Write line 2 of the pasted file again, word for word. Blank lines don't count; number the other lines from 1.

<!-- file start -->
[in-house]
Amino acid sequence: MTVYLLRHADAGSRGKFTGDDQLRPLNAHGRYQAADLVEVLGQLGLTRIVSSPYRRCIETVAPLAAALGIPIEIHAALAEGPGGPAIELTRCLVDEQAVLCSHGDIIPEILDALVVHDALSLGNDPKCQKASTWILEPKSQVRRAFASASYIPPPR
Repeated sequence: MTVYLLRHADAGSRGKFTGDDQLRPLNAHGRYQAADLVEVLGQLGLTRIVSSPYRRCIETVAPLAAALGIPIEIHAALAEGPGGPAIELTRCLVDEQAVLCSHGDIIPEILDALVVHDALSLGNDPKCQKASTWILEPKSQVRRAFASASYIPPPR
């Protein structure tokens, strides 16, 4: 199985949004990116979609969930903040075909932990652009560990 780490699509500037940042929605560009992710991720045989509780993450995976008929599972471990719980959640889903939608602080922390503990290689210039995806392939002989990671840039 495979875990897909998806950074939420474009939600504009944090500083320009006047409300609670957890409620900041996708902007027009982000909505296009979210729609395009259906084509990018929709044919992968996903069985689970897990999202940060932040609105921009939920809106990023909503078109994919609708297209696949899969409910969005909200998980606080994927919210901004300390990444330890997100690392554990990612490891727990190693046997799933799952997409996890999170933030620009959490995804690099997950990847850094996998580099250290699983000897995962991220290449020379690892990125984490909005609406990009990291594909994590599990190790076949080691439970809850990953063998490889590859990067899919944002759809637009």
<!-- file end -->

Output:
Amino acid sequence: MTVYLLRHADAGSRGKFTGDDQLRPLNAHGRYQAADLVEVLGQLGLTRIVSSPYRRCIETVAPLAAALGIPIEIHAALAEGPGGPAIELTRCLVDEQAVLCSHGDIIPEILDALVVHDALSLGNDPKCQKASTWILEPKSQVRRAFASASYIPPPR